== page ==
Heathrow Hub, an independent proposal for expansion at the airport, has officially filed papers at the High Court in London seeking a judicial review of the government’s decision to approve plans to build a third runway.

A letter from the group’s lawyer, which said Heathrow Hub would seek legal action in regards to the Parliamentary vote, leaked last week after it was seen by Sky News.

Heathrow Hub, which has proposed a ‘cheaper’ and less disruptive option to extend an existing runway rather than building a new one, claims the process by which transport secretary Chris Grayling came to release the final National Policy Statement that backed Heathrow’s plans to build a third runway was “flawed”.

It is requesting a judicial review under Section 13 of the Planning Act 2008 on five grounds, including:

  • Grayling gave Heathrow airport the power to veto Heathrow Hub’s proposal by making it a condition of considering the alternative that the airport would implement the plans if they were chosen. The airport declined to say whether it would do so.
  • Grayling acted “in breach of the Heathrow Hub’s legitimate expectation” that he would not reject the scheme solely based on the airport’s “failure” to give a guarantee that it would implement the extension of the existing northern runway if it should be chosen by the government.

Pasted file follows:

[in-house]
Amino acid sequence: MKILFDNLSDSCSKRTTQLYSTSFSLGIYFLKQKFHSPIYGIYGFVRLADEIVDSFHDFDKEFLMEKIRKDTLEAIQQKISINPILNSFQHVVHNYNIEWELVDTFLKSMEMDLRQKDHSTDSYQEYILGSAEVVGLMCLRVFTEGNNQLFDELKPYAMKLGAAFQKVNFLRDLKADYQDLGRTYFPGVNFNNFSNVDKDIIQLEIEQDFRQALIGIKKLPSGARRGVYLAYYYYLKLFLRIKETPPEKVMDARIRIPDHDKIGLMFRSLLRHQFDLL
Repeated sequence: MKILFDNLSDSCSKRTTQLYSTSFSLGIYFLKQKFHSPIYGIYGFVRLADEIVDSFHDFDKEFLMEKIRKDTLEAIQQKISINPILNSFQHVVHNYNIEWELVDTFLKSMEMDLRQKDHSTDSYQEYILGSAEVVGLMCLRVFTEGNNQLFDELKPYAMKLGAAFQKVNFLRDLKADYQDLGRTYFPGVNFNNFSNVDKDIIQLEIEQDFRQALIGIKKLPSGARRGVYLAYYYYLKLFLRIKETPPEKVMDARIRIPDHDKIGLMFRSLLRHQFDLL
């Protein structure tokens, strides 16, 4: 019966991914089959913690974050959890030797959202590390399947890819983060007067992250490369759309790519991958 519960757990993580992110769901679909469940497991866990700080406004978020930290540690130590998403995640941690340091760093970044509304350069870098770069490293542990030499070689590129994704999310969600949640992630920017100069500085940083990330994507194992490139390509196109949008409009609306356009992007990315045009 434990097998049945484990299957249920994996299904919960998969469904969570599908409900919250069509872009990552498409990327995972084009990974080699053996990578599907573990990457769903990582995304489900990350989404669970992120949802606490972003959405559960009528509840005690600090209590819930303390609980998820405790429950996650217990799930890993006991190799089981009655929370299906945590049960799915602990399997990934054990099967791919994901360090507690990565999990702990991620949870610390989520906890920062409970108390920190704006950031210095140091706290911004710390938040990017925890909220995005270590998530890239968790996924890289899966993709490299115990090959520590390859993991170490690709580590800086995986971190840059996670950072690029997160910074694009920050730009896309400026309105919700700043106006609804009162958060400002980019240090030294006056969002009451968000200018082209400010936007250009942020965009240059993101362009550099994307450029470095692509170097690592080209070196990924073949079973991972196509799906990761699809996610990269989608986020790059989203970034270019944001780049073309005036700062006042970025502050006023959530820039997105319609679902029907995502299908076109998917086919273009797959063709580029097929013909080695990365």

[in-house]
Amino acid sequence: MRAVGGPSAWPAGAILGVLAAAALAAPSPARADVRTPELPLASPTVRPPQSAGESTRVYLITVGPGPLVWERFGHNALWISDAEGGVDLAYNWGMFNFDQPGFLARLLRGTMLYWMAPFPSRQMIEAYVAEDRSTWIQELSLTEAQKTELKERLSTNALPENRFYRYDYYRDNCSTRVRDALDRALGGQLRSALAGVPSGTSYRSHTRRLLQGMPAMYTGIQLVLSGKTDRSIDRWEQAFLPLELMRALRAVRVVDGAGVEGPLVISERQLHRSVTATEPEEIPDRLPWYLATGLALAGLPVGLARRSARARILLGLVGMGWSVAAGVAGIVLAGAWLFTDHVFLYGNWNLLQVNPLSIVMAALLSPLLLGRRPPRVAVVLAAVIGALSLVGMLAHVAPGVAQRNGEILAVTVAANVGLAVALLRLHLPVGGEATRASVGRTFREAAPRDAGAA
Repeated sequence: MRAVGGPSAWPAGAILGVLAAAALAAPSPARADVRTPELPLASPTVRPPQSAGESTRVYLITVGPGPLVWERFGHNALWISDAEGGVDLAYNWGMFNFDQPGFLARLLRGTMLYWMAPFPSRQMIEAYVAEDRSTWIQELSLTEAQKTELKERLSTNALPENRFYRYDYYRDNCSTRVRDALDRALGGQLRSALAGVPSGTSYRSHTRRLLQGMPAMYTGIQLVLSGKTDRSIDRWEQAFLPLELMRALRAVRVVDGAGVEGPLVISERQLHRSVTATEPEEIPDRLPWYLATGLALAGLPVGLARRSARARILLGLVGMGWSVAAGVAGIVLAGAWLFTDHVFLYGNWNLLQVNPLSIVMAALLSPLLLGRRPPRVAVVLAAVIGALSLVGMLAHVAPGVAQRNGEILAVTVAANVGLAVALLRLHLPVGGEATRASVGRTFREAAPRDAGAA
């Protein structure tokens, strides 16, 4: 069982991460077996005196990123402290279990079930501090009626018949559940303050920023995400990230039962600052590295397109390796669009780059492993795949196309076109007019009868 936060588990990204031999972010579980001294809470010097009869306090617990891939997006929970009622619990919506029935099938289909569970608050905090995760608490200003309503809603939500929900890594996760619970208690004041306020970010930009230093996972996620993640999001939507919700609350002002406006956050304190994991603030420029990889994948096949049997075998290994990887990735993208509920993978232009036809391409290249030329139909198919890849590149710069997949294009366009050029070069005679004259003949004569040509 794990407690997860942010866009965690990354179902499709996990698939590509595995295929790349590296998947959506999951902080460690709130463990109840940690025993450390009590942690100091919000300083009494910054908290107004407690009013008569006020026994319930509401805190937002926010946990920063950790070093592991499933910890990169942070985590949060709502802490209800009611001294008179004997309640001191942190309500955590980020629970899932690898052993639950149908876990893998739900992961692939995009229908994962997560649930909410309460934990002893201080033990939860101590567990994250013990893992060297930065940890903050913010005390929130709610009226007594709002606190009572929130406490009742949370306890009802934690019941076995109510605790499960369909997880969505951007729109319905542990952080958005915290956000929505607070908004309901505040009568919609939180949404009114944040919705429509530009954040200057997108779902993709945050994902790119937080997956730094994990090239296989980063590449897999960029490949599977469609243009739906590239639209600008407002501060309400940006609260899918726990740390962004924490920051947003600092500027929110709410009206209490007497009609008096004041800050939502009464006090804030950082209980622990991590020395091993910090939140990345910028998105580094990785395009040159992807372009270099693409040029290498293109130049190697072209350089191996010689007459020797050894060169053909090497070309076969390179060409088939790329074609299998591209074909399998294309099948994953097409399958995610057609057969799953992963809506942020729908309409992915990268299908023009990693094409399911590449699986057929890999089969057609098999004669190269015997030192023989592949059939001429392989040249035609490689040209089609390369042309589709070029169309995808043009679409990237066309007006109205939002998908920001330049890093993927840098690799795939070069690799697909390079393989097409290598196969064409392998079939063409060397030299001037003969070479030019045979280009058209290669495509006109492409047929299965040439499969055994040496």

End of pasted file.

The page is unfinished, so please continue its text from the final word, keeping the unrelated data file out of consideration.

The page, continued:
• Heathrow Hub claims Grayling wrongly made the assumption that a third runway would offer more capacity than its own scheme and that he ignored material evidence provided by the group pointing to the contrary.
  • The group also claims Grayling has failed to give “any adequate and/or intelligible reasons” for saying in the National Policy Statement that a new runway provided more capacity than a runway extension.
  • It says Grayling failed to provide reasons or evidence for his concerns about safety with a runway extension and neglected to bring his concerns to the attention of Heathrow Hub to provide them with an opportunity to respond.

Heathrow Hub is being advised by DAC Beachcroft LLP, Martin Kingston QC and Stnam Choongh of No 5 Chambers, as well as Robert O’Donoghue QC and Emma Mockford of Brick Court Chambers.

This is another in a line of legal challenges since discussions about expanding Heathrow began in the 1940s. It faces a battle on the environmental front after London mayor Sadiq Khan said he would join five councils and Greenpeace in a legal challenge.

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